Ethanol plants focus on efficiency
By Gene Lucht, Iowa Farmer Today
Thursday, June 11, 2009 10:26 AM CDT
Ethanol producers, such as Owen Shunkwiler, think the tracks still lead toward corn as a source for their product. IFT photo by Gene Lucht
COON RAPIDS -- Owen Shunkwiler scoops up a handful of a product his company calls Dakota Germ, an ethanol co-product made here.
The product was not made here a few years ago, before the plant made a variety of improvements.
“This isn’t the same as it was when it opened in 2002,” Shunkwiler says of the POET facility he manages here. “We are constantly making improvements in efficiency.”
That story is repeated at many other ethanol plants throughout Iowa and across the nation.
“We’re not seeing a lot of demand for new plants here,” concedes Monte Shaw,
executive director of the Iowa Renewable Fuels Association. “But, we’re seeing improvements in efficiency.
“And, I think we’ll see an explosion of innovation in our existing plants in the next few years.”
However, perhaps the biggest thing Shaw sees is the survival of an industry that went through difficult times in the past year.
“The last year we saw mostly red ink,” he says. “There’s no sugar-coating it. Times have been tough.”
But, he says plants that were operating before the past year were very profitable before that, and Shaw says the situation appears to be much better now than a few months ago.
“I think we’ve turned a little bit of a corner,” he says. “Today, most plants have their heads above water.”
Still, this is an industry that has gone from 30 years in the darkness trying to find a larger market to a couple of years in the bright sunshine of unbounded growth and optimism.
It then experienced clouds of being told while ethanol will continue, the future is not in corn-based ethanol but in cellulosic ethanol.
Shaw, though, doesn’t see corn-based ethanol going anywhere anytime soon.
“There is this irrational belief that it (cellulosic ethanol) is going to be here in two or three years and then we won’t need corn-based ethanol,” Shaw says.
“I don’t see an economic model that says cellulosic will replace corn soon.
Sano Shimoda, president and founder of BioScience Securities Inc. in Venice, Calif., works with investors in ag biotechnology.
He says there is little doubt the ethanol industry is going through a shake-out, but he says Shaw is right cellulosic ethanol won’t replace the corn-based product in the next few years.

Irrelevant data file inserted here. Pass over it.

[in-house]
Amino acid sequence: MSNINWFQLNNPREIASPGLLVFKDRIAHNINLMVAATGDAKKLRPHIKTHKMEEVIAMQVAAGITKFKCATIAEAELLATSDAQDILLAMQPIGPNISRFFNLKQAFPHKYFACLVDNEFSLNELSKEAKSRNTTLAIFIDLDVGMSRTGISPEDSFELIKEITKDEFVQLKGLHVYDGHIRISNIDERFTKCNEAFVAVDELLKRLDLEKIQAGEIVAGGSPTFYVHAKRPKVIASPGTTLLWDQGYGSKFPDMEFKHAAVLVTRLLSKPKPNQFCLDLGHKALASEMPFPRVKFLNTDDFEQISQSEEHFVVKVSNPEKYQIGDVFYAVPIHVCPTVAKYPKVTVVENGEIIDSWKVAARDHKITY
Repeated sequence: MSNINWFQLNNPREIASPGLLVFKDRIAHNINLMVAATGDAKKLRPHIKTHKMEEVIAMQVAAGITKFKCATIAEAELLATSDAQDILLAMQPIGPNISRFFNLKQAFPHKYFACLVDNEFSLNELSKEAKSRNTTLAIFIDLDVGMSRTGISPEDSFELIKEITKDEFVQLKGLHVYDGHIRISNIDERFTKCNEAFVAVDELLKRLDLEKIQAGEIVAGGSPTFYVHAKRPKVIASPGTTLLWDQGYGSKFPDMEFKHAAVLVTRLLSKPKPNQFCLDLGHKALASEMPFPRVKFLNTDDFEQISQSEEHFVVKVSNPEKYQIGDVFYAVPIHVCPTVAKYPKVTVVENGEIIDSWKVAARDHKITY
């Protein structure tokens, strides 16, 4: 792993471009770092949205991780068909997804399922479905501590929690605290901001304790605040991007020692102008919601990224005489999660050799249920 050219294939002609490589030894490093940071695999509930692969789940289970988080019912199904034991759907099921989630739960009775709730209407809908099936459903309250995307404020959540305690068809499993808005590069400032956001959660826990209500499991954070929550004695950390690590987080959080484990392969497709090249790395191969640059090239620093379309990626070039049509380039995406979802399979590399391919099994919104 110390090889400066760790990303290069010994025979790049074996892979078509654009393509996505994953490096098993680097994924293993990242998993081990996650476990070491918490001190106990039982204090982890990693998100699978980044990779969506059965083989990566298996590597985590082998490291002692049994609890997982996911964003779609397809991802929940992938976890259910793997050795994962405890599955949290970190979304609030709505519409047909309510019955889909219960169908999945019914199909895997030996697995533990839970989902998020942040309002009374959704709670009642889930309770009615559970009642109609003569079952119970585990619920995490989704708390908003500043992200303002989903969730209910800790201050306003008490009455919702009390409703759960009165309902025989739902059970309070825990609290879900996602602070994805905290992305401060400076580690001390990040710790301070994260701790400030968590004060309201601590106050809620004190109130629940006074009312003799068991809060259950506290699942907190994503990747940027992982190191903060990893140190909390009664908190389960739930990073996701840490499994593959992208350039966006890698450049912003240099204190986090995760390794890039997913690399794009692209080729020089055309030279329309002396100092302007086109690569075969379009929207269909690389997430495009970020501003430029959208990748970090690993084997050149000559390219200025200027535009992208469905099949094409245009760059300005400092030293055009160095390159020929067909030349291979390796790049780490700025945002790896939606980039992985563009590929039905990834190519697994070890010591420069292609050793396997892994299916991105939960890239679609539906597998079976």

While cellulosic ethanol may be the future, Shimoda says it will take years to develop the processes and technologies for it to dominate the market.
In the meantime, from an investor standpoint, several items stand out, he says.
One is the industry is in an adjustment period, and that means less-profitable plants are being sold.
A second is the business model needs to eventually move toward being less reliant on government subsidies.
And, a third is this is a commodity business, so being a low-cost producer will be important for existing ethanol producers.
That, in turn, could mean single-location business entities could be at higher risk than multiple-location ones because of the possibility of a localized weather-related crop problem.
Iowa State University economist David Swenson says the ethanol industry has brought good jobs to rural areas in Iowa and other Midwestern states.
He also says it appears the first push into cellulosic ethanol appears likely to involve corn stover rather than some new plant. That means the existing plants could benefit from that move in the next few years.
“We’re in a good position for the next round of expansion (into cobs and stover),” Swenson says.
However, he and Shimoda say the industry depends on high energy prices. And, high energy prices should help reduce domestic use (or at least reduce the rate of growth) as consumers respond.
Flat fuel use means the market for ethanol may not see a great deal of growth after the next round of expansion into the cellulosic world.
Nathan Schock, director of public relations for POET, says his company’s efforts to expand into cobs and stover at its Emmetsburg facility should lead to actual cellulosic production there by 2011.
But, he says government support has been and probably will continue to be important to the industry in at least the near future.
“We are a very big challenge to the status quo,” he says.
Schock and Shaw say a number of government policy decisions will be important in the coming months and years.
Those include the effort to move from an E10 standard (10 percent ethanol) to an E12, E13 or E15 standard.
They also include the present battle over the idea of indirect land use — whether incentives should be based on the idea increasing corn demand here leads to increasing corn acreage and clearing rain forest in other parts of the world.
Shaw says the bottom line is the past year was difficult for the ethanol industry and its farmer-investors. Things look better now, and during the past month or two ethanol companies have become profitable again.
There is promise for the future, but expansion likely will be in the areas of improving efficiencies at existing plants rather than in building a huge number of new ones.
Also, challenges remain, but they are challenges the industry does not see as insurmountable.
Iowa Farmer Today